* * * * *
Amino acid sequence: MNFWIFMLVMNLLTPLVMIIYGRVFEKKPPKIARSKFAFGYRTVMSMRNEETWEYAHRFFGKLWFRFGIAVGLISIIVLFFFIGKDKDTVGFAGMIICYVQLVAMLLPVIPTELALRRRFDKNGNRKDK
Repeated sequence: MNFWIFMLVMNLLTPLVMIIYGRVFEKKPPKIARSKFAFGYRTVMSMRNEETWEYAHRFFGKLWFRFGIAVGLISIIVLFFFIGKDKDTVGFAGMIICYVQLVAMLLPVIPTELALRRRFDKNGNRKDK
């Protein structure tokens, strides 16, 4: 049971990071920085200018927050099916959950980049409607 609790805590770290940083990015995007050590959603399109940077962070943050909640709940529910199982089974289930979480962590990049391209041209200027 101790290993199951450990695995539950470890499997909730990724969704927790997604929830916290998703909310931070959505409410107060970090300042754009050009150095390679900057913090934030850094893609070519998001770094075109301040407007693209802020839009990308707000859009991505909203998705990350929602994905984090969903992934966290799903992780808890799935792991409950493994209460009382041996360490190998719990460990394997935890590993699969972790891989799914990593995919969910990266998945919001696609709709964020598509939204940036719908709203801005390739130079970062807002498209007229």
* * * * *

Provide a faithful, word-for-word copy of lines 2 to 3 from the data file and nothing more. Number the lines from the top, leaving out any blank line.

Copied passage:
Repeated sequence: MNFWIFMLVMNLLTPLVMIIYGRVFEKKPPKIARSKFAFGYRTVMSMRNEETWEYAHRFFGKLWFRFGIAVGLISIIVLFFFIGKDKDTVGFAGMIICYVQLVAMLLPVIPTELALRRRFDKNGNRKDK
């Protein structure tokens, strides 16, 4: 049971990071920085200018927050099916959950980049409607 609790805590770290940083990015995007050590959603399109940077962070943050909640709940529910199982089974289930979480962590990049391209041209200027 101790290993199951450990695995539950470890499997909730990724969704927790997604929830916290998703909310931070959505409410107060970090300042754009050009150095390679900057913090934030850094893609070519998001770094075109301040407007693209802020839009990308707000859009991505909203998705990350929602994905984090969903992934966290799903992780808890799935792991409950493994209460009382041996360490190998719990460990394997935890590993699969972790891989799914990593995919969910990266998945919001696609709709964020598509939204940036719908709203801005390739130079970062807002498209007229």